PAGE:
When the temporary shutdown proposal of North Highland Elementary School was announced last week, Oklahoma City Public Schools Superintendent Aurora Lora said the school was in crisis.
She said there was no principal and no solid prospect, and only four teachers said they'd be returning.
But Lora said since that news was released, she's seen a groundswell of support.
"We have been contacted by candidates from all over who have been interested in applying for those open positions," she said at Monday evening's board meeting.
Lora said the district now has candidates for the principal opening at North Highland, and she said they have even heard from teachers who have since left the state offering to return to work at the school.
Steve Davis lives near North Highland Elementary School.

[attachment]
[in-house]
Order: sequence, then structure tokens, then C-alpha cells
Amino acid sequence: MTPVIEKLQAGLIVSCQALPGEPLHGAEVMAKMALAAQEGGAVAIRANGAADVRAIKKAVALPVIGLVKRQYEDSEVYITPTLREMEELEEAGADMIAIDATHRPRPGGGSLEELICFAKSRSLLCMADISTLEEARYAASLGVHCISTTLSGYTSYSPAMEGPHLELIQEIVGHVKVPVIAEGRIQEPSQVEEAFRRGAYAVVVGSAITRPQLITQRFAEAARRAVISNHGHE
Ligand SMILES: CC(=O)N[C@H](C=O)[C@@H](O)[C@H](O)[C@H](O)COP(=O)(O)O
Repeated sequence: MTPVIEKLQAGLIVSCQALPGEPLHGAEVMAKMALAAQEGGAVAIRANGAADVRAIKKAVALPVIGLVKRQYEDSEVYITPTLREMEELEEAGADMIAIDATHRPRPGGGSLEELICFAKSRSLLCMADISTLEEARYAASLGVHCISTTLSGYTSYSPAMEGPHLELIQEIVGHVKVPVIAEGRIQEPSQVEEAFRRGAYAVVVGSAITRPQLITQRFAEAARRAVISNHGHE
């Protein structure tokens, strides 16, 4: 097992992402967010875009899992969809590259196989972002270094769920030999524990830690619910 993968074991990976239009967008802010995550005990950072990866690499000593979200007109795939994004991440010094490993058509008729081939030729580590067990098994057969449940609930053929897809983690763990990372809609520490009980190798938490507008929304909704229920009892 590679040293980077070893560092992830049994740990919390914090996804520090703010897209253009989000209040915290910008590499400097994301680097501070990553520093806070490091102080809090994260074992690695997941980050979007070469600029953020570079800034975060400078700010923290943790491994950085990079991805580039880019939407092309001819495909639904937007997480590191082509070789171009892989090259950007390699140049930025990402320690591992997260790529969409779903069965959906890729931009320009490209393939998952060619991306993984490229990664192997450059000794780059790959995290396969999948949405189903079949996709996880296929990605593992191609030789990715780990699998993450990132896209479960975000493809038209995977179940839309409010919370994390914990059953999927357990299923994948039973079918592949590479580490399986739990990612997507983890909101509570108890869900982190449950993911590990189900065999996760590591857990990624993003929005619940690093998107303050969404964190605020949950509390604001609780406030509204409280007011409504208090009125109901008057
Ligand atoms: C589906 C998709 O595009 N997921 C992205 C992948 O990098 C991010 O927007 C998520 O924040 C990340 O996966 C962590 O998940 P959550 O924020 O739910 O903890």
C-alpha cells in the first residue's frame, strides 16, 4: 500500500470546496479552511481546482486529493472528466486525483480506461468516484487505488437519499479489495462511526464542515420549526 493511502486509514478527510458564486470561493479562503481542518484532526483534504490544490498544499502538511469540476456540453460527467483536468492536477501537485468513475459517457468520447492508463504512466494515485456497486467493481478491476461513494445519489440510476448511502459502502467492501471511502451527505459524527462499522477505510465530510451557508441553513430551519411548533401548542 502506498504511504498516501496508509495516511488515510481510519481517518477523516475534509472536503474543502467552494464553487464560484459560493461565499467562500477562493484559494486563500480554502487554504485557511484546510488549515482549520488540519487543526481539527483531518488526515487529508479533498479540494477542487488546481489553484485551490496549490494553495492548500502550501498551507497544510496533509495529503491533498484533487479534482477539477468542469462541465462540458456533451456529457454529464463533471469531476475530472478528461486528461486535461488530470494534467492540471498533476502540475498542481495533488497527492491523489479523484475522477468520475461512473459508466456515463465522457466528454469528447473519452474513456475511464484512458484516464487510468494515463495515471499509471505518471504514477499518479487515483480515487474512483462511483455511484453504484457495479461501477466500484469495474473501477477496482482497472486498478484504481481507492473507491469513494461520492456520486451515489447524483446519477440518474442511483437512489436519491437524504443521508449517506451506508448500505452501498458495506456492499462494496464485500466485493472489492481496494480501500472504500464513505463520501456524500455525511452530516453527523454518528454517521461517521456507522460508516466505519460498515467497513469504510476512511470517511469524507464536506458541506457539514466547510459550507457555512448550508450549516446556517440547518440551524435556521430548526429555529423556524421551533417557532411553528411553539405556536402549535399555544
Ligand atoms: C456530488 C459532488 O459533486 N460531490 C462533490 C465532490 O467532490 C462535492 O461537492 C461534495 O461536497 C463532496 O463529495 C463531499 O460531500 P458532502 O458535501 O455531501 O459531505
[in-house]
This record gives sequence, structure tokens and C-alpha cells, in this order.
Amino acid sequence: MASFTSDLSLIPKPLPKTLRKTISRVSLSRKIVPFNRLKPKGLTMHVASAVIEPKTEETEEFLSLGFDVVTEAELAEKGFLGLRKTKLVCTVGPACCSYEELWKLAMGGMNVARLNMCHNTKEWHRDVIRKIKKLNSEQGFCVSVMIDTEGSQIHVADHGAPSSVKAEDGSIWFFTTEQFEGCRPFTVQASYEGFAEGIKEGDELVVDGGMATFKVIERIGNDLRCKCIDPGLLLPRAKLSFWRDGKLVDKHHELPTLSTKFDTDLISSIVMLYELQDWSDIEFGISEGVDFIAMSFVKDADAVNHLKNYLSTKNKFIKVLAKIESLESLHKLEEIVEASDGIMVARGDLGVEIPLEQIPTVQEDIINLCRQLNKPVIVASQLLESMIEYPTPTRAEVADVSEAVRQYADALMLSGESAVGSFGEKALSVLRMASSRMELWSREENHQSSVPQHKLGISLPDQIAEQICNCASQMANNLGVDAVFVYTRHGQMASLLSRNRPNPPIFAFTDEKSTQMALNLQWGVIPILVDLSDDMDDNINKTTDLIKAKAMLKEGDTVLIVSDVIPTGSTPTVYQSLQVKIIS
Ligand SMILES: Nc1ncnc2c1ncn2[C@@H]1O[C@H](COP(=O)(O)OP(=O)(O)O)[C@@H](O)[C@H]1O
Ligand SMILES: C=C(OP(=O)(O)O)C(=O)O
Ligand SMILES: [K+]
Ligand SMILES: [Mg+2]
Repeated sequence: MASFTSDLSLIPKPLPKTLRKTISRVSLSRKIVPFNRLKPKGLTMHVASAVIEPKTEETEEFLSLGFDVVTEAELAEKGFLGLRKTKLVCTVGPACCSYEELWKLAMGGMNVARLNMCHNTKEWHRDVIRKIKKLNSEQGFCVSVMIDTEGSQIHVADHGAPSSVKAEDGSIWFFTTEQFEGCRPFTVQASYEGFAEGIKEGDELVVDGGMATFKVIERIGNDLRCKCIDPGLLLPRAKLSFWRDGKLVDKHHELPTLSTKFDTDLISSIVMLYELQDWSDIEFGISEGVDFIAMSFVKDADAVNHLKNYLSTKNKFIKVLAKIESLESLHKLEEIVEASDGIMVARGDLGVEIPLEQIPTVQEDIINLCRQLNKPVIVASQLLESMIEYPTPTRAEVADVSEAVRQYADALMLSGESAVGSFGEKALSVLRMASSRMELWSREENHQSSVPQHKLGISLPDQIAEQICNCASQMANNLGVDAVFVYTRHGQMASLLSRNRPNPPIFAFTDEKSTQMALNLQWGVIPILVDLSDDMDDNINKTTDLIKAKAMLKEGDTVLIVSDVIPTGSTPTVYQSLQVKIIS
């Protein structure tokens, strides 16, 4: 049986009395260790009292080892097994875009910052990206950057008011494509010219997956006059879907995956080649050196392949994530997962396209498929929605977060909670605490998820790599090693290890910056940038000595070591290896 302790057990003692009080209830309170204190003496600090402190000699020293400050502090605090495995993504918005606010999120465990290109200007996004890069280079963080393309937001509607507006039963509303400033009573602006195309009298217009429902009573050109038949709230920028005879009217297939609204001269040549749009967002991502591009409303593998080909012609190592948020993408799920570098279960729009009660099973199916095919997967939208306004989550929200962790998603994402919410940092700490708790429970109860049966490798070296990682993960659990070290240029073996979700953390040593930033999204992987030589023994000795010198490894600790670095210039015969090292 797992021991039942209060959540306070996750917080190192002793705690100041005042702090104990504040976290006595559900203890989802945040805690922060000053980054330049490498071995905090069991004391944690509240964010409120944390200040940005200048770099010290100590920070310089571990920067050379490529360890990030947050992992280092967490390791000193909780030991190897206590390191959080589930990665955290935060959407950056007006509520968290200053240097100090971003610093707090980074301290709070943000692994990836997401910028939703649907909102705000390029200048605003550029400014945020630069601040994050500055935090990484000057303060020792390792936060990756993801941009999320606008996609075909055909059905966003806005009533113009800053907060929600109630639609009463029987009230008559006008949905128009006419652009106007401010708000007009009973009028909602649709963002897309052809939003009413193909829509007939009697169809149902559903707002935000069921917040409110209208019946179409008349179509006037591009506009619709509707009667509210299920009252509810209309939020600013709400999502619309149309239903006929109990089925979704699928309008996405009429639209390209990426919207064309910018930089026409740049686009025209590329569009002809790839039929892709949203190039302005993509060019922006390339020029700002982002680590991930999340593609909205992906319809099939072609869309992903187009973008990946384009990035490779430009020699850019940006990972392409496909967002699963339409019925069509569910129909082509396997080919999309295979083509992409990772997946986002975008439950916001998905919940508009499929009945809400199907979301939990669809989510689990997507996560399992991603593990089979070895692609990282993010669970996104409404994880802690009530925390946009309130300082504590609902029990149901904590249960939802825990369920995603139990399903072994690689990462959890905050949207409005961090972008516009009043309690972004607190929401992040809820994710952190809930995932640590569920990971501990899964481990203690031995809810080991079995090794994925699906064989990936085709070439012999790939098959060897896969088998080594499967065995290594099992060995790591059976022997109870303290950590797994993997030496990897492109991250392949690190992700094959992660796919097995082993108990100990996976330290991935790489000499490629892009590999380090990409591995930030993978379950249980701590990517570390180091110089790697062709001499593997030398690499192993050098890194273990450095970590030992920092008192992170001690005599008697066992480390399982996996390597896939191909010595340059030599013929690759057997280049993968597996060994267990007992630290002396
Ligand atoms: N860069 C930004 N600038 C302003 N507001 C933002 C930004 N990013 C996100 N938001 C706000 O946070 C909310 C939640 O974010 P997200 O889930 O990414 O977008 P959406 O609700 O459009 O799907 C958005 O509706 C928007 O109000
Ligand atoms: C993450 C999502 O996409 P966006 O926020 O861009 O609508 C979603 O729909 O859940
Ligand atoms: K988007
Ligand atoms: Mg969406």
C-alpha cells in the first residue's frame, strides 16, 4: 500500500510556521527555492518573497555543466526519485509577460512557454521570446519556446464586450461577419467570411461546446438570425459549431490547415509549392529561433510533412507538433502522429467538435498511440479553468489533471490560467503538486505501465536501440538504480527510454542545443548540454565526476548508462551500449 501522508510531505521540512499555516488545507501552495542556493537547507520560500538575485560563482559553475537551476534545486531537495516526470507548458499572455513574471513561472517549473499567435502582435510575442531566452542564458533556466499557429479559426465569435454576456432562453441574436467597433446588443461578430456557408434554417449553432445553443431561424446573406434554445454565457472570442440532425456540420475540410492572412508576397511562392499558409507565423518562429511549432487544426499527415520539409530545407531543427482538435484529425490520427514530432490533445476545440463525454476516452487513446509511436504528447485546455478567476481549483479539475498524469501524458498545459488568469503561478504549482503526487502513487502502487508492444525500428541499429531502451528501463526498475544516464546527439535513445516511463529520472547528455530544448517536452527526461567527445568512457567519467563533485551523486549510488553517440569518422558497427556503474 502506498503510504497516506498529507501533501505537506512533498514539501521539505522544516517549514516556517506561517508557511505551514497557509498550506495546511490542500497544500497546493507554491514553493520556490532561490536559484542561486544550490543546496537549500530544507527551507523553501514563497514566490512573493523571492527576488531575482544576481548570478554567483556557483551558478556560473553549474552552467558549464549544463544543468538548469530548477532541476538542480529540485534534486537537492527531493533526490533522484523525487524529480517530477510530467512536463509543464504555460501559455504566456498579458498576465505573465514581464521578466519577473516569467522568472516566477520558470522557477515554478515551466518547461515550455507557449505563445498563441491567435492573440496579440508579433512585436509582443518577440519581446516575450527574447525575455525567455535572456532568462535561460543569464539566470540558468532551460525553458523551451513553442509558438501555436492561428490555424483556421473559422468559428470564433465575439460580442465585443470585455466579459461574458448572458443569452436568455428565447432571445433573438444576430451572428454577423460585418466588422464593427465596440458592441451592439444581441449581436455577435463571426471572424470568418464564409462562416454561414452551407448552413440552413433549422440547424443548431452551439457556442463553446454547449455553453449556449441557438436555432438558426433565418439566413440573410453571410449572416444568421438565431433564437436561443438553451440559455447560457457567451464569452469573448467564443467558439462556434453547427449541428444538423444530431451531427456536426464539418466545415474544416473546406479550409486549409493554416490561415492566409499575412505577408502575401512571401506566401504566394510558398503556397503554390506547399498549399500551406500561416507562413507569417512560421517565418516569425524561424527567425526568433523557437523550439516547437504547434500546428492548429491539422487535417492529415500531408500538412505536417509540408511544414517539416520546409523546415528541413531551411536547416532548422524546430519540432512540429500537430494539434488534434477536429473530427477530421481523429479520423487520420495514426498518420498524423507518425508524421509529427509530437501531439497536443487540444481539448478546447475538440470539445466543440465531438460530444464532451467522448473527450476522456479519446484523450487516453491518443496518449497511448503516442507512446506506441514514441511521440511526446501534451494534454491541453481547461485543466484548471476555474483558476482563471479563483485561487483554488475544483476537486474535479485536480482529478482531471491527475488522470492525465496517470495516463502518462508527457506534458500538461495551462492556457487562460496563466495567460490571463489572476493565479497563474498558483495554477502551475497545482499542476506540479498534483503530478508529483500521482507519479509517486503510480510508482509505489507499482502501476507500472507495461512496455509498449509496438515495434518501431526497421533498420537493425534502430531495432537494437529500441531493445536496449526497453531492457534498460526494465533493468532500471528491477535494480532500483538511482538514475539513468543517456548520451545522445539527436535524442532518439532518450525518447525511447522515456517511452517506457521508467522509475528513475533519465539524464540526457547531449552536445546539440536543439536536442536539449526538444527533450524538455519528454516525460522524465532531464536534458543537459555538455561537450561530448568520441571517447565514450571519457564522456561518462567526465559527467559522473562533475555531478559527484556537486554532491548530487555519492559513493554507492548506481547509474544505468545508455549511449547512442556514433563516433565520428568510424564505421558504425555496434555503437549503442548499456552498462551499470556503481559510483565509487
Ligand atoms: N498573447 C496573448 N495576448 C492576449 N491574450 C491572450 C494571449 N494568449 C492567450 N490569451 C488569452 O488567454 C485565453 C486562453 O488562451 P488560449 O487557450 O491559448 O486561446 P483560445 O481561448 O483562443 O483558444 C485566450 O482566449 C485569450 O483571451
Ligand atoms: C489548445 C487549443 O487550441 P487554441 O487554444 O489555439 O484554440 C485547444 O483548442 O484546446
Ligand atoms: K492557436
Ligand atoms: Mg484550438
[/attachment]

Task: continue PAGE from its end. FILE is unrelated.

"It's amazing to me now that you have teachers and administrators from all over the country saying they wanted to come, but you couldn't find them before?" he asked during public comment.
Davis was one of several speakers at the board meeting who was still heated about the situation.
Many people expressed outrage after the announcement last week.
On Friday night, the school was vandalized.
"All I wanted from the very start was to find more applicants for the positions and generate interest in wanting to apply to be a part of the solution. I think the vandalism caused a lot more people to possibly consider who maybe hadn't been considering it before, just wanting to be a part of what's right for that community," said Lora.
The superintendent also announced Monday evening that agreements were reached with unions to offer a $3,000 stipend for certified teachers willing to move to North Highland Elementary and an increase from base pay for principals of 10 percent at the school.
Lora said a special account was created to collect donations for the school through the district's foundation. After the vandalism, she said there would be a community beautification day at the school before the first day.